At SEIU, the Justice for Janitors campaigns that John Sweeney led are rightly recognized for what at the time were innovative and courageous organizing strategies and tactics. However, just as meaningful was his embrace of the new populations of largely Latino, undocumented janitors who, in many cities, had replaced the ethnic Irish, Polish, and other cleaners who had previously cleaned the same buildings.
He invested significantly, against the odds, in major organizing campaigns on behalf of low-income Black and Latina home health care workers. As his first highly visible organizing initiative at the AFL-CIO, he placed the Federation’s support and resources behind the United Farm Workers’ campaign on behalf of 20,000 California strawberry workers who were seeking clean drinking water, an end to sexual harassment, and a living wage.
At the AFL-CIO, his open arms extended to the fledgling worker center movement — a small but rapidly growing network of community-based worker rights organizations that had no collective bargaining relationships with employers but faced many of the same employment-related issues confronting organized labor: wage theft, rampant health and safety violations, misclassification of employment status, immigrant exploitation, and others. This outreach was made possible after he paved the way with a major policy course correction on immigration, at an AFL-CIO 2001 Executive Council meeting.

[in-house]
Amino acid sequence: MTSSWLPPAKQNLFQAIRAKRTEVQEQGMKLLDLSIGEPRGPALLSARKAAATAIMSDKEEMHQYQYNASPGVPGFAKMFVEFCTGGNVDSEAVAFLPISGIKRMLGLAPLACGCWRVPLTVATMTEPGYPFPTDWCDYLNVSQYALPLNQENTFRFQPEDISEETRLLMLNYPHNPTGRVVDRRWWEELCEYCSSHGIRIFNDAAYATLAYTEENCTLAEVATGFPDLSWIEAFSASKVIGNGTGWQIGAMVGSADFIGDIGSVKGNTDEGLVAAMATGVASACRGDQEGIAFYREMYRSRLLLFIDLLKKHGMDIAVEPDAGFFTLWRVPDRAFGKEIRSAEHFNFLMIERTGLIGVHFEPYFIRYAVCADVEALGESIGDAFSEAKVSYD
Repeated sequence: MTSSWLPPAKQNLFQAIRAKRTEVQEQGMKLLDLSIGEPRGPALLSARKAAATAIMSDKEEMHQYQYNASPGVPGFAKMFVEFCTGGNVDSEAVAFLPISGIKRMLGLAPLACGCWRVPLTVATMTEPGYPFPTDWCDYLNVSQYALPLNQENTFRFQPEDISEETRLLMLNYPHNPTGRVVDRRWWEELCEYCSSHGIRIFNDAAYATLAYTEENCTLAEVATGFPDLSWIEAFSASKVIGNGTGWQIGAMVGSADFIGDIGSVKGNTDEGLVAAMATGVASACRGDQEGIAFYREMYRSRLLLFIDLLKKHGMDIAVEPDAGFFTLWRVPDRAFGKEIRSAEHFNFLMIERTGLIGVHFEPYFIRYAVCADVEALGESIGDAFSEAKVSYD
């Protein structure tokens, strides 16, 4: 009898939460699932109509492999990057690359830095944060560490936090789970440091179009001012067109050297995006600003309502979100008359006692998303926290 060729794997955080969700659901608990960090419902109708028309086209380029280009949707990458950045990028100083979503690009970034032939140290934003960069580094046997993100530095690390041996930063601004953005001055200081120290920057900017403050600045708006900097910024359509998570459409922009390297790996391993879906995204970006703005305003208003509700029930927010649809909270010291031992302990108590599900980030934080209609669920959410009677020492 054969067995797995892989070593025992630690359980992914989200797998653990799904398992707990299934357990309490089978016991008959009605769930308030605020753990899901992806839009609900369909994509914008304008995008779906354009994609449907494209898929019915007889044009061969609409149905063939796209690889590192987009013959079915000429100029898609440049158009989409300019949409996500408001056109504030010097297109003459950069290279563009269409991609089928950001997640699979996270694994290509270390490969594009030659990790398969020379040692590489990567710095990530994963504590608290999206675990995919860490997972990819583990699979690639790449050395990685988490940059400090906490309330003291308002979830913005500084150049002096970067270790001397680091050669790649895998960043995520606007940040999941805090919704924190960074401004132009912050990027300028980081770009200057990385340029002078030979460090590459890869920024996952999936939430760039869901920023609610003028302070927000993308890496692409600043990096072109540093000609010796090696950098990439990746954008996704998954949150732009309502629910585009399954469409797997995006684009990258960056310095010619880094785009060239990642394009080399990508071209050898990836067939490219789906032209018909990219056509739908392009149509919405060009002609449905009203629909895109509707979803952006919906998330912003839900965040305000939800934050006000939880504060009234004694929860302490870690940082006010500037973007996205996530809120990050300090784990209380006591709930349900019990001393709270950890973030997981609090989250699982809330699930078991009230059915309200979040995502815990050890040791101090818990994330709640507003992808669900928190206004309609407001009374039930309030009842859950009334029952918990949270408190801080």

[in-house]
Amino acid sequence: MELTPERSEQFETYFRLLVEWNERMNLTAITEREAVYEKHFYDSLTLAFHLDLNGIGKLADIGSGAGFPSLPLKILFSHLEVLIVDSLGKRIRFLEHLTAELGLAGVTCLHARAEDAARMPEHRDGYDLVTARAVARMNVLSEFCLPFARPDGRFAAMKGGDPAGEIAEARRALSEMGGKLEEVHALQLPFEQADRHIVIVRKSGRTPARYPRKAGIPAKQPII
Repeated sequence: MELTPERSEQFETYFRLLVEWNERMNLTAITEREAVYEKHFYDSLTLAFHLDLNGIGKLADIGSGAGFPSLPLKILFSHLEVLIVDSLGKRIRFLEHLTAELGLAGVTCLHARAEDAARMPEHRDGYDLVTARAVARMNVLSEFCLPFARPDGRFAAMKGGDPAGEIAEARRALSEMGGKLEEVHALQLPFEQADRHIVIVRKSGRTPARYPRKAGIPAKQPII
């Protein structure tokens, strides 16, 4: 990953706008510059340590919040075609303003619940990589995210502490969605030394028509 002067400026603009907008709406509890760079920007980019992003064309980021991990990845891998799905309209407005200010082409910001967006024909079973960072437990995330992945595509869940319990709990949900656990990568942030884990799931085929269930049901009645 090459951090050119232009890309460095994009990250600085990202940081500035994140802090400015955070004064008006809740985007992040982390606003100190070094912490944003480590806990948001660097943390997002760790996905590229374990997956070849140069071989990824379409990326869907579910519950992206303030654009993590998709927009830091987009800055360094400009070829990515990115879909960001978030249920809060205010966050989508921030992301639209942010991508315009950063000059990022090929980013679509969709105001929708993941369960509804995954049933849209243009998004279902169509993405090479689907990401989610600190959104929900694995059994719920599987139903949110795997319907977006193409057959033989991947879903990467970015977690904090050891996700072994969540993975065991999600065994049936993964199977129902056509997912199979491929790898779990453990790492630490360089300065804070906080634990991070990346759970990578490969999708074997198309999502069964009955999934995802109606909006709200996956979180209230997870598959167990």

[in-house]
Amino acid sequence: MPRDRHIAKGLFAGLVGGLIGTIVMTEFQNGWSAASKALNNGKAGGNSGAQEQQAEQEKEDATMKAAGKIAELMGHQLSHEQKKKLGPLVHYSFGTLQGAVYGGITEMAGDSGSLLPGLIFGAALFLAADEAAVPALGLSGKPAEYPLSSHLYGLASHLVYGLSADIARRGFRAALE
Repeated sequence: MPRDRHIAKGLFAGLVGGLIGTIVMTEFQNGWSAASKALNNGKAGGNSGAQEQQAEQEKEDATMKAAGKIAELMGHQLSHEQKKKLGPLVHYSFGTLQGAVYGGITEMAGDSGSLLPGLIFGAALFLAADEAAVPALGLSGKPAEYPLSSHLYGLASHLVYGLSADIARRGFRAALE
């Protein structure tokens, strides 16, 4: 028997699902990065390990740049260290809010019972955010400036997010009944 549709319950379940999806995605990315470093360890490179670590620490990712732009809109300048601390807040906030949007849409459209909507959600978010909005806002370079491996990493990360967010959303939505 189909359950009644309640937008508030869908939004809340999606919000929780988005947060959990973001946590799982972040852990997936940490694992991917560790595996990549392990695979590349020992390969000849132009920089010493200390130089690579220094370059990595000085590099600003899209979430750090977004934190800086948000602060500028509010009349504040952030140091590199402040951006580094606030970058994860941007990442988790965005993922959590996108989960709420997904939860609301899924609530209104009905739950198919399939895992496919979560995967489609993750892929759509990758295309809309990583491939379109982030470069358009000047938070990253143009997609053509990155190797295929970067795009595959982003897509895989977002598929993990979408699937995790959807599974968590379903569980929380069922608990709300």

In 2006, relying heavily on a series of conferences and reports undertaken by the AFL-CIO’s union lawyers network (LCC), Sweeney guided a highly controversial Statement through the AFL-CIO Executive Council allowing local worker centers to affiliate with state and local AFL-CIO bodies where mutually desired. To date, some 30-40 have taken this step, and many more have undertaken informal collaboration on a variety of issues. At the same Council meeting, he announced a partnership agreement with the National Day Laborers Organizing Network (NDLON), which became a model for agreements with several other networks of workers who had been excluded from the organized labor movement — the National Domestic Workers Alliance and Interfaith Workers Justice, among others. These partnerships provided a basis for the Federation and many affiliates — especially at the state and local levels — to work collaboratively in a variety of ways.